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Stamp Duty Land Tax and who pays it

When buying a residential property, many costs are involved.

There is the actual cost of the property, with prices rising steeply over recent years, and other costs like professional and legal fees and Stamp Duty Land Tax (SDLT), known informally as “stamp duty”.

But there may be reliefs and exceptions in certain cases.

Who pays stamp duty?

If you live in England or Northern Ireland, as of 23 September 2022 you no longer pay SDLT on the first £250,000 of a property’s value. Separate arrangements apply in Wales and Scotland.

For first-time buyers, there is no SDLT on the first £425,000 of the value of properties valued at less than £625,000.

It is the duty of the home buyer to pay the SDLT and not the seller. This is normally paid by your solicitor on your behalf as part of the purchase process.

What are the reliefs and exemptions from SDLT?

HM Revenue & Customs (HMRC) says an SDLT return must be completed, even if no tax is due, for:

  • First-time buyers, up to a certain limit
  • Charities buying for charitable purposes
  • Registered social landlords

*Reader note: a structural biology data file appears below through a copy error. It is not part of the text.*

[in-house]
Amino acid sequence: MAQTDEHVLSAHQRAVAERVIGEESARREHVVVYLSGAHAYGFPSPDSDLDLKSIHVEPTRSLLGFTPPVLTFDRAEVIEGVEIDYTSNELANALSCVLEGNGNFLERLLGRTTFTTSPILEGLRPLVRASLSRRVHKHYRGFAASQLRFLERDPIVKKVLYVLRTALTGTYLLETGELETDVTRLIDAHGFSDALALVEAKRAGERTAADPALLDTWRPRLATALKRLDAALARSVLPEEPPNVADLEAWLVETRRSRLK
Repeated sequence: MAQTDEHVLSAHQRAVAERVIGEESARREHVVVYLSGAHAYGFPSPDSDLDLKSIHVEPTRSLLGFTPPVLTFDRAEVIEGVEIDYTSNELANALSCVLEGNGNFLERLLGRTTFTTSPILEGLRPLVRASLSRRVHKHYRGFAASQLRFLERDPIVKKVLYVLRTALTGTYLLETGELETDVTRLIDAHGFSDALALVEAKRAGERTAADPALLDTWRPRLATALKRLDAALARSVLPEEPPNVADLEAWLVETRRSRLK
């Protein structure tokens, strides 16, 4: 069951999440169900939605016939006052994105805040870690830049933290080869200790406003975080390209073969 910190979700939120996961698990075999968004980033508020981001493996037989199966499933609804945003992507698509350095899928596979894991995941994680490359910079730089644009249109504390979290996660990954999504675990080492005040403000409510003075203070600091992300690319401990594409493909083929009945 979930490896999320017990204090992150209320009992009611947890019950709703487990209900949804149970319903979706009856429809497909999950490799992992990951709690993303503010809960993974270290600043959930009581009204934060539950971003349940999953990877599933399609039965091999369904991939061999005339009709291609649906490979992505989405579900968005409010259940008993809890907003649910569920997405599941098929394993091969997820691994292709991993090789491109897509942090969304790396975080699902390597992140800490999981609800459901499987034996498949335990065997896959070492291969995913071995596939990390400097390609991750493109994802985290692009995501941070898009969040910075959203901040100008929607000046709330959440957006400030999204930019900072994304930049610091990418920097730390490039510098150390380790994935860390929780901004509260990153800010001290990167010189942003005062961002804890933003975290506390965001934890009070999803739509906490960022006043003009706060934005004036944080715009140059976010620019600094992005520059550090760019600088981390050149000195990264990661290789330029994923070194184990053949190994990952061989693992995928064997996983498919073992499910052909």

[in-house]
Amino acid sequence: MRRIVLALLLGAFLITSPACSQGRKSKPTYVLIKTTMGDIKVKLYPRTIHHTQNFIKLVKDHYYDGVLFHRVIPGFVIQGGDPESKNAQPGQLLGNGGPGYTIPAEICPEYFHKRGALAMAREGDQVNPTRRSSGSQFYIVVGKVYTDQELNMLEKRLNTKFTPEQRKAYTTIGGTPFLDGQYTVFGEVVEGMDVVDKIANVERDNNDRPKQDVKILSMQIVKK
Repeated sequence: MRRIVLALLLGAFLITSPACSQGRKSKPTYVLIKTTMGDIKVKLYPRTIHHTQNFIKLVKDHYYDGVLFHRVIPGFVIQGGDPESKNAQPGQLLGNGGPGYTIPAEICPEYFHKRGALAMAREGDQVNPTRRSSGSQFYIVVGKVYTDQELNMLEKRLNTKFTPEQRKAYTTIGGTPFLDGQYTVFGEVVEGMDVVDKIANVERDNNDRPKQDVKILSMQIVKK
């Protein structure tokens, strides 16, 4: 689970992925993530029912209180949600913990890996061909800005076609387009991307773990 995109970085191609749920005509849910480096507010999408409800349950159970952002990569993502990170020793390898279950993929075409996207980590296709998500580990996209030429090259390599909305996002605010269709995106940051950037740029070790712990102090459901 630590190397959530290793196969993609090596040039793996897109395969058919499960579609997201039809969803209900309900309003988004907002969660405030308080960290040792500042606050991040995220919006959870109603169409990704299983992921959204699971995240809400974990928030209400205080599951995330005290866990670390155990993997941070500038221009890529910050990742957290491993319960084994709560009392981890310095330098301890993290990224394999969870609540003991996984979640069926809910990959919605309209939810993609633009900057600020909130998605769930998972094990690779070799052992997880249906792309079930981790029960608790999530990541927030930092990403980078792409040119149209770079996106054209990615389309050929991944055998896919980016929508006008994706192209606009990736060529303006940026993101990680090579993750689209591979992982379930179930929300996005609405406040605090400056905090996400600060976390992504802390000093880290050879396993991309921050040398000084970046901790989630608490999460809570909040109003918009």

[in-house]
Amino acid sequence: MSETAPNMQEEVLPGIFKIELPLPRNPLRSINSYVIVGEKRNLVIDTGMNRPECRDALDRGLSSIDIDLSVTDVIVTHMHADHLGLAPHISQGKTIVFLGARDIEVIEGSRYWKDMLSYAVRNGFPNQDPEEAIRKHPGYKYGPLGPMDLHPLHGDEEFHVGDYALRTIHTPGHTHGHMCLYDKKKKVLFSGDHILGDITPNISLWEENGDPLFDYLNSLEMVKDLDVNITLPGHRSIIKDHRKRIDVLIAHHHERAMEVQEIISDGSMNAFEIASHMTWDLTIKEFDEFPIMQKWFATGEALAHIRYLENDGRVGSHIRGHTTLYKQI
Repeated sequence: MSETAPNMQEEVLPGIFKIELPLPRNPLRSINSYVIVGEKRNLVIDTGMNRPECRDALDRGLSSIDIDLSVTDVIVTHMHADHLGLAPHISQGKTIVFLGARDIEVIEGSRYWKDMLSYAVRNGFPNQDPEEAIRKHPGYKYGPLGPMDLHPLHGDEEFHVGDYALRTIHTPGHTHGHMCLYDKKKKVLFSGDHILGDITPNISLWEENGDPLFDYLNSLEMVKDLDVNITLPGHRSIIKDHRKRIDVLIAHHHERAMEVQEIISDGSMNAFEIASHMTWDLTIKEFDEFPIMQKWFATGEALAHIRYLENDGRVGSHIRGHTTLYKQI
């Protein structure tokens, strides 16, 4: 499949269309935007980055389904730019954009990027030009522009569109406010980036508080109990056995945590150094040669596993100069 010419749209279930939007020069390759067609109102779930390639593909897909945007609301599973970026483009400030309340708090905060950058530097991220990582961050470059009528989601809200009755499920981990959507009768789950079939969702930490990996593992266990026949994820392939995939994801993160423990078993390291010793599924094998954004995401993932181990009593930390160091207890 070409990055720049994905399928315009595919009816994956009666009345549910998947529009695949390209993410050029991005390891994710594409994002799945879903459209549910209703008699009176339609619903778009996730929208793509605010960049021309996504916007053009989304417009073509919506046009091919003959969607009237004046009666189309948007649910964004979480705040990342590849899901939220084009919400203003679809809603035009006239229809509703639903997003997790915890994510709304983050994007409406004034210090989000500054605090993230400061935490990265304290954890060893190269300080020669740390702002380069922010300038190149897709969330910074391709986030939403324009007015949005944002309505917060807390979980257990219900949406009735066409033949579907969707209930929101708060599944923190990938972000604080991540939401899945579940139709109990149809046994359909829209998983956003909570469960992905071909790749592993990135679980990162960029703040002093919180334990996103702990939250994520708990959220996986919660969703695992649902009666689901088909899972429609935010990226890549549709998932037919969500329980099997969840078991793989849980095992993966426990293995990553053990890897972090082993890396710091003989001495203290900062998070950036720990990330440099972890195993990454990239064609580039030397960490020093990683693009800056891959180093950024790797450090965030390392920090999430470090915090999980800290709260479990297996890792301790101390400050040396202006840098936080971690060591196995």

• Local authorities making compulsory purchases
  • Right to buy properties
  • Multiple dwellings
  • Building companies buying an individual’s home
  • Employers buying an employee’s house
  • Property developers providing amenities to communities
  • Companies transferring property to another company
  • Crown employees.

The tax authority says you do not have to pay SDLT or file a return if:

  • You buy a freehold property for less than £40,000
  • Transferral of the property is because of divorce or dissolution of a civil partnership
  • The property is left in a will
  • You buy a new or assigned lease of seven years or more, as long as the premium is less than £40,000 and the annual rent is less than £1,000
  • You use alternative property financial arrangements, for example to comply with Sharia law.

It is advisable to get professional advice in what can be a complicated process.

Need help with SDLT and other residential property matters? Contact us today.

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